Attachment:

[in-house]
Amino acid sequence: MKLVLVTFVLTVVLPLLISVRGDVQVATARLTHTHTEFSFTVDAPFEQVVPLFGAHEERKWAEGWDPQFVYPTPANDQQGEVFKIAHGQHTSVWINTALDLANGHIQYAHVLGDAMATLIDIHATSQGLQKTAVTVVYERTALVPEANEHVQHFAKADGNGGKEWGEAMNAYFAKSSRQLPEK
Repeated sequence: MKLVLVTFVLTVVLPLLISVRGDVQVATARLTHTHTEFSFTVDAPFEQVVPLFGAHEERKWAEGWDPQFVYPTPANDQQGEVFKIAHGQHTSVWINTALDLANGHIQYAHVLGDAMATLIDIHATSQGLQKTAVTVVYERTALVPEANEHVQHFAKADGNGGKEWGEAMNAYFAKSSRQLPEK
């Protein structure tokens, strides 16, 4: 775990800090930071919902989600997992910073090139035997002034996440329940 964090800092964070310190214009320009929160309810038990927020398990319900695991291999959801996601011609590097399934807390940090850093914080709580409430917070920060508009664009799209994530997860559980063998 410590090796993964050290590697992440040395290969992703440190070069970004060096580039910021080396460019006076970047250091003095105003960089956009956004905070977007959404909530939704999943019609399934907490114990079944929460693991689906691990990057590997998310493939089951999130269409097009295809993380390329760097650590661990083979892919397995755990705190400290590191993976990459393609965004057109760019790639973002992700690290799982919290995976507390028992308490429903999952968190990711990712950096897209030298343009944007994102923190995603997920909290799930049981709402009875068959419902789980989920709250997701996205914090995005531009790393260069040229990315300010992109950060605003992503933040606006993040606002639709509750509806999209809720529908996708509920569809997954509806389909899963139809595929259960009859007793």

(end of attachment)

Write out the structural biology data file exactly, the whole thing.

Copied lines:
[in-house]
Amino acid sequence: MKLVLVTFVLTVVLPLLISVRGDVQVATARLTHTHTEFSFTVDAPFEQVVPLFGAHEERKWAEGWDPQFVYPTPANDQQGEVFKIAHGQHTSVWINTALDLANGHIQYAHVLGDAMATLIDIHATSQGLQKTAVTVVYERTALVPEANEHVQHFAKADGNGGKEWGEAMNAYFAKSSRQLPEK
Repeated sequence: MKLVLVTFVLTVVLPLLISVRGDVQVATARLTHTHTEFSFTVDAPFEQVVPLFGAHEERKWAEGWDPQFVYPTPANDQQGEVFKIAHGQHTSVWINTALDLANGHIQYAHVLGDAMATLIDIHATSQGLQKTAVTVVYERTALVPEANEHVQHFAKADGNGGKEWGEAMNAYFAKSSRQLPEK
């Protein structure tokens, strides 16, 4: 775990800090930071919902989600997992910073090139035997002034996440329940 964090800092964070310190214009320009929160309810038990927020398990319900695991291999959801996601011609590097399934807390940090850093914080709580409430917070920060508009664009799209994530997860559980063998 410590090796993964050290590697992440040395290969992703440190070069970004060096580039910021080396460019006076970047250091003095105003960089956009956004905070977007959404909530939704999943019609399934907490114990079944929460693991689906691990990057590997998310493939089951999130269409097009295809993380390329760097650590661990083979892919397995755990705190400290590191993976990459393609965004057109760019790639973002992700690290799982919290995976507390028992308490429903999952968190990711990712950096897209030298343009944007994102923190995603997920909290799930049981709402009875068959419902789980989920709250997701996205914090995005531009790393260069040229990315300010992109950060605003992503933040606006993040606002639709509750509806999209809720529908996708509920569809997954509806389909899963139809595929259960009859007793």